Is it true that you want a binding that (when you add the low and high / 2) averages to the setting you actually want.
Ie. If you need a DIN of 10, would you want your bindings to range from 4 - 16?
A couple of things:
1. "Is it TRUE", no. There is no real 'need' to have 'extra' DIN above the setting you require. A DIN of 10 binding will work for someone with a 10 DIN.
2. "you WANT a binding that..." personally I want headroom over the setting I ski at, I also want the stronger build and generally better design* that a race binding offers. The difference in design between a binding with a DIN range of 3 to 10 and a 6 to 14 or higher binding is often major, the lower DIN bindings are usually very simple when it comes to the way they release. I really don't think anyone needs to worry about the composites used in regular bindings, however. The talk of metal bindings is way over-blown, but it comes with the high DIN range, so what the heck... if you need it it's there.
3. If you ski a DIN of 10, a binding that goes to 14 or even 12 will work just fine, what 'race bindings' offer is often reduced release modes. The upward release functions are very often blocked or completely missing, good if you are very aggressive and out of balance, bad if you like your ACL ligaments.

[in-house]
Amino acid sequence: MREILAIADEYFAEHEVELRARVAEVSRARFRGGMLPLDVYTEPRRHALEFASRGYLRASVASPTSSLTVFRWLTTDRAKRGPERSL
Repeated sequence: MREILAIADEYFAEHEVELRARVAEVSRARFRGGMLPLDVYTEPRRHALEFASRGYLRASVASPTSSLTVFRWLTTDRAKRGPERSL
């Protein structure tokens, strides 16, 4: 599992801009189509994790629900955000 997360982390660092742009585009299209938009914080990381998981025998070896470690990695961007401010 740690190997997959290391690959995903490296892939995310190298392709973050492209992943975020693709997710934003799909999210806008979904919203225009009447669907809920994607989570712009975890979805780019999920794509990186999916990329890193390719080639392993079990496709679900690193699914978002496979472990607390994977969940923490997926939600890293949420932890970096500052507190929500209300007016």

*better design = less chance of coming off, this greatly increases the chance of a twisting injury, so better is subjective.
If your DIN number is in the range of the binding, the binding will work for you.
I have found however that bindings that go to 16 or 17 seem to be better built than ones that go to 10, exceptions being all metal bindings (I haven't seen any modern all-metal bindings that only go to 10).
I use a DIN of 8. My bindings range as follows:
Tyrolia 490 with a DIN Scale with tick marks at 4 t0 10.
Fischer FR12 with a DIN scale with tick marks at 3.5 to 12.
Tyrolia FF 17+ with a DIN scale with tick marks at 6 to 17.
Marker Comp 16 with a DIN of 6 to 16.
These bindings do have room beyond the scale, but I've only ever cranked the 490 s past their scale.
This is exactly what I have always aimed at. I'm not sure it's actually needed but it can't hurt to use this approach.